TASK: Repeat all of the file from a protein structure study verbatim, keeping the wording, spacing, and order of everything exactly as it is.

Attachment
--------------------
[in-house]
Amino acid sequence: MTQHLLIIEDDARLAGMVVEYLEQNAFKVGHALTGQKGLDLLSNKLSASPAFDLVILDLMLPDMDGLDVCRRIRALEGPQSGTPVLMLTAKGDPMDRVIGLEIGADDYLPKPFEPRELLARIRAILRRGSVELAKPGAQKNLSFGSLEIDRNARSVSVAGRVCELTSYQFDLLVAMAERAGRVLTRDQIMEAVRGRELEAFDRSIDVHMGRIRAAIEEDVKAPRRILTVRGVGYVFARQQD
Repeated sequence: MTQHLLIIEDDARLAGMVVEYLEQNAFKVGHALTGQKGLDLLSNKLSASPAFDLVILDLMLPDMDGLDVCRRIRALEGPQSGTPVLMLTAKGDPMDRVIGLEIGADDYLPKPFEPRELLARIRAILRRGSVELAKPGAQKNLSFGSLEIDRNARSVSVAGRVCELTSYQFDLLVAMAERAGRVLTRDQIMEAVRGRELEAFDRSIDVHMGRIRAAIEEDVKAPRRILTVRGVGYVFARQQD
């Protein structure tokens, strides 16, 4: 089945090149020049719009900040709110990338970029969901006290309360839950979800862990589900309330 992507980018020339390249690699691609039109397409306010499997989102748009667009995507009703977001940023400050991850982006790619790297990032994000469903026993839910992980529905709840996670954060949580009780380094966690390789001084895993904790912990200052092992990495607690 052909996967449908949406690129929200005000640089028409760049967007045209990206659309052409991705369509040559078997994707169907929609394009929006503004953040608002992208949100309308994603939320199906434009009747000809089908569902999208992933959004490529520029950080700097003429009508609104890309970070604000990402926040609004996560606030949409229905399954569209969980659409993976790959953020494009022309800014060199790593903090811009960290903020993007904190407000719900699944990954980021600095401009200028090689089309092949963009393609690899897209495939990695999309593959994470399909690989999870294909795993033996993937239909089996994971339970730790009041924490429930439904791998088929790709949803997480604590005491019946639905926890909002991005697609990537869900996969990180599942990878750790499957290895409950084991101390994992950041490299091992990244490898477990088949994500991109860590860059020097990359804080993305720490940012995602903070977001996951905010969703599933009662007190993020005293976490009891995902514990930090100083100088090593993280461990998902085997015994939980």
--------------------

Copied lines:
[in-house]
Amino acid sequence: MTQHLLIIEDDARLAGMVVEYLEQNAFKVGHALTGQKGLDLLSNKLSASPAFDLVILDLMLPDMDGLDVCRRIRALEGPQSGTPVLMLTAKGDPMDRVIGLEIGADDYLPKPFEPRELLARIRAILRRGSVELAKPGAQKNLSFGSLEIDRNARSVSVAGRVCELTSYQFDLLVAMAERAGRVLTRDQIMEAVRGRELEAFDRSIDVHMGRIRAAIEEDVKAPRRILTVRGVGYVFARQQD
Repeated sequence: MTQHLLIIEDDARLAGMVVEYLEQNAFKVGHALTGQKGLDLLSNKLSASPAFDLVILDLMLPDMDGLDVCRRIRALEGPQSGTPVLMLTAKGDPMDRVIGLEIGADDYLPKPFEPRELLARIRAILRRGSVELAKPGAQKNLSFGSLEIDRNARSVSVAGRVCELTSYQFDLLVAMAERAGRVLTRDQIMEAVRGRELEAFDRSIDVHMGRIRAAIEEDVKAPRRILTVRGVGYVFARQQD
């Protein structure tokens, strides 16, 4: 089945090149020049719009900040709110990338970029969901006290309360839950979800862990589900309330 992507980018020339390249690699691609039109397409306010499997989102748009667009995507009703977001940023400050991850982006790619790297990032994000469903026993839910992980529905709840996670954060949580009780380094966690390789001084895993904790912990200052092992990495607690 052909996967449908949406690129929200005000640089028409760049967007045209990206659309052409991705369509040559078997994707169907929609394009929006503004953040608002992208949100309308994603939320199906434009009747000809089908569902999208992933959004490529520029950080700097003429009508609104890309970070604000990402926040609004996560606030949409229905399954569209969980659409993976790959953020494009022309800014060199790593903090811009960290903020993007904190407000719900699944990954980021600095401009200028090689089309092949963009393609690899897209495939990695999309593959994470399909690989999870294909795993033996993937239909089996994971339970730790009041924490429930439904791998088929790709949803997480604590005491019946639905926890909002991005697609990537869900996969990180599942990878750790499957290895409950084991101390994992950041490299091992990244490898477990088949994500991109860590860059020097990359804080993305720490940012995602903070977001996951905010969703599933009662007190993020005293976490009891995902514990930090100083100088090593993280461990998902085997015994939980």